Gray Ghost is by far one of the most popular wild stallions in Theodore Roosevelt National Park. He has been called a unicorn and ethereal, but for certain he is well known. He was a band stallion until April of 2015 when he lost his harem to two bachelor brother’s. One of the most compelling stories that surrounded the Fly Without Wings journey in 2015 and sadder still because he changed worlds in the fall of 2018!
Here is the story behind Ghost In The Wild – A Wild Loss!
“What we call the beginning is often the end. And to make an end is to make a beginning. The end is where we start from.”
― T.S. Eliot
“I don’t even know where to begin. I have been sitting in front of my computer for the last hour trying to formulate how to write about yesterday. It would fill a book! From sunup to sundown the experiences we encountered were heart stopping, heart warming, and heart wrenching.
The most profound experience yesterday was witnessing a lone, white stallion, Gray Ghost, without his harem of mares. It tore our hearts apart. He was the last band we were on the hunt for and the three of us couldn’t believe it when we found him without his girls.
Gray Ghost, born in 2002, is one of the older band stallions and he was upstarted by two bachelors who must have tagged team and stole most of his mares and their yearlings. Gray Ghost’s mares and the two bachelors are all one band right now and the bachelors appeared to be clearly at a loss of what to do with this new found responsibility. There were still three of his band not accounted for, two mares and a yearling, and with relief we were able to locate them at the end of our day.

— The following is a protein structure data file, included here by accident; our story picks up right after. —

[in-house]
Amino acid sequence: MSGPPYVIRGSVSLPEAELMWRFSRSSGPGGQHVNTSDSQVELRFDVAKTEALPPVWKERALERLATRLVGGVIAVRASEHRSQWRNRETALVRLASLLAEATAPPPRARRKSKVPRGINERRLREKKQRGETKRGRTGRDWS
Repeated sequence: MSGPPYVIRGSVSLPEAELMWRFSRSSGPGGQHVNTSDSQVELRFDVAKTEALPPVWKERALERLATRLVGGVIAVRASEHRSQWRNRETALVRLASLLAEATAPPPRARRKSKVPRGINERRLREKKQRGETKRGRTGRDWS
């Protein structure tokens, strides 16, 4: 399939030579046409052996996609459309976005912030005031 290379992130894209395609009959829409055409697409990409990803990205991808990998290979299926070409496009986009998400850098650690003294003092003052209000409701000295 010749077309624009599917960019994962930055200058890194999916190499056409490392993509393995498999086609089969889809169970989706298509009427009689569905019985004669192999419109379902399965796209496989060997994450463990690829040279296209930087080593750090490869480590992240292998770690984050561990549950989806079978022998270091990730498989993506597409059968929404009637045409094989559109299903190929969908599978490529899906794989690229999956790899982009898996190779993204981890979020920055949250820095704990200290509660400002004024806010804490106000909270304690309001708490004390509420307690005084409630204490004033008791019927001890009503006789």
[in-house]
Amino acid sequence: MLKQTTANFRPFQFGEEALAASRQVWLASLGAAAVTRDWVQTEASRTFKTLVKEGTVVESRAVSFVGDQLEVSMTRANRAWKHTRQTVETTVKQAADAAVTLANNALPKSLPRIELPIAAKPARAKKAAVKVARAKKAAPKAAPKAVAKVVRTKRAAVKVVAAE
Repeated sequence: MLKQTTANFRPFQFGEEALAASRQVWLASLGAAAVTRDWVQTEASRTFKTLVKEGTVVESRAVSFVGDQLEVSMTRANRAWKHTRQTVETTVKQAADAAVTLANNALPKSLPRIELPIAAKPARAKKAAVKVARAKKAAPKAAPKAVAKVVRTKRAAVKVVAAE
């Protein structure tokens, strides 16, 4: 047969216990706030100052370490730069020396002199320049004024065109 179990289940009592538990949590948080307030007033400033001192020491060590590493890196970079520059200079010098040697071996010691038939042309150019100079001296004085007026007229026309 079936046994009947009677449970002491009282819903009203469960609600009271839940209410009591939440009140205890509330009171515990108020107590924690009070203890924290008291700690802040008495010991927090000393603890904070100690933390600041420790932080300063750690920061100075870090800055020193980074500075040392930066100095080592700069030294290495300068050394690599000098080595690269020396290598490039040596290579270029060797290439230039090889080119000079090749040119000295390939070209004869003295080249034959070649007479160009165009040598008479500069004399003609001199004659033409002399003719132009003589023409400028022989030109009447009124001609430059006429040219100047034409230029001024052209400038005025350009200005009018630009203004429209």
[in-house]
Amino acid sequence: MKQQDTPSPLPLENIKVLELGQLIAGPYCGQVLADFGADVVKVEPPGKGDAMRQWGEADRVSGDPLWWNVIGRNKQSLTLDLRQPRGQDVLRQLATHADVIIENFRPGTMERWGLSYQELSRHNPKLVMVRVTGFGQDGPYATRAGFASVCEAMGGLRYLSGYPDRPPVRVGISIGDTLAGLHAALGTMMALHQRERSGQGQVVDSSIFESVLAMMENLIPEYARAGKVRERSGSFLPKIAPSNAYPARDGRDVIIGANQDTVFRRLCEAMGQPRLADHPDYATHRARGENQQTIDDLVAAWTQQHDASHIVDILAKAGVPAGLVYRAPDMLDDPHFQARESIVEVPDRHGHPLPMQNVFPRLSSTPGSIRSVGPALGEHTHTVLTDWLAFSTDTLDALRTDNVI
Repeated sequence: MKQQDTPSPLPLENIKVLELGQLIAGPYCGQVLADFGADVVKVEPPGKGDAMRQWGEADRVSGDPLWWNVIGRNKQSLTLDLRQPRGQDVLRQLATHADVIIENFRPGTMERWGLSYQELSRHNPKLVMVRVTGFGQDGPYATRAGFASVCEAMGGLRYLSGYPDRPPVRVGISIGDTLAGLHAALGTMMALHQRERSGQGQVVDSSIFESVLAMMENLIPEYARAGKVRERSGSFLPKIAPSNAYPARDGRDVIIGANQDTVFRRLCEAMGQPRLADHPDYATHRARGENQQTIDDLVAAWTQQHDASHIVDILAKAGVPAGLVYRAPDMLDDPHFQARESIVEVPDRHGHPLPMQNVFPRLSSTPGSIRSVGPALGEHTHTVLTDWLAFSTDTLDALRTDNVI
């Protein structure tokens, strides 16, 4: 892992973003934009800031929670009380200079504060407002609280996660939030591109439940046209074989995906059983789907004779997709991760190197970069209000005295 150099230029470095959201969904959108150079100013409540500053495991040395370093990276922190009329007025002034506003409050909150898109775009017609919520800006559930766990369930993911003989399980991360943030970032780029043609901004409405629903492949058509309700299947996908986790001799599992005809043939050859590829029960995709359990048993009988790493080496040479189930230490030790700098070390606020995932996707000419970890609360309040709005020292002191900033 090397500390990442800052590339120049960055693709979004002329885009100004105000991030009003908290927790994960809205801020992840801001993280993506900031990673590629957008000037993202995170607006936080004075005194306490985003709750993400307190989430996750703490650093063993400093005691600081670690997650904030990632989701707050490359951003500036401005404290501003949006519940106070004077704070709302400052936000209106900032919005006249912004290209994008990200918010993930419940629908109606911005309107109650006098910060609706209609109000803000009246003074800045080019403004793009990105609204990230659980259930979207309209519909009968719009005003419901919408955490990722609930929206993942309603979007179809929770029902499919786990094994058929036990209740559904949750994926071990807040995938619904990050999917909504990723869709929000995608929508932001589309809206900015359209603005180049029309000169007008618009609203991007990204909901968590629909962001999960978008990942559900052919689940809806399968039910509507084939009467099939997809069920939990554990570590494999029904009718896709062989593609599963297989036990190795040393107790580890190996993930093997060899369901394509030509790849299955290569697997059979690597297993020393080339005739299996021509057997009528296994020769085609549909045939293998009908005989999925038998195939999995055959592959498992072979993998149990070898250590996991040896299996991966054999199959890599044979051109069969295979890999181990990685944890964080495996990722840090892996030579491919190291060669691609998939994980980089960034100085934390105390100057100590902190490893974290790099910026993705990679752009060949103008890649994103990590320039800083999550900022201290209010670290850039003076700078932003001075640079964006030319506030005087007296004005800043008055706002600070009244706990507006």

Has he lost them forever? Time will tell. Like T.S. Eliot says, sometimes the end is where we start from. I bring you this image of Gray Ghost in the early morning light as he worked his way down off from a butte, alone.
Team Gray Ghost forever!”
We donate a percentage of the sale of this print to Walk By Faith Therapeutic Riding, a legitimate non-profit located in northern Minnesota, who use wild horses adopted from Theodore Roosevelt National Park in their programs, providing hope to the lives of children and veterans.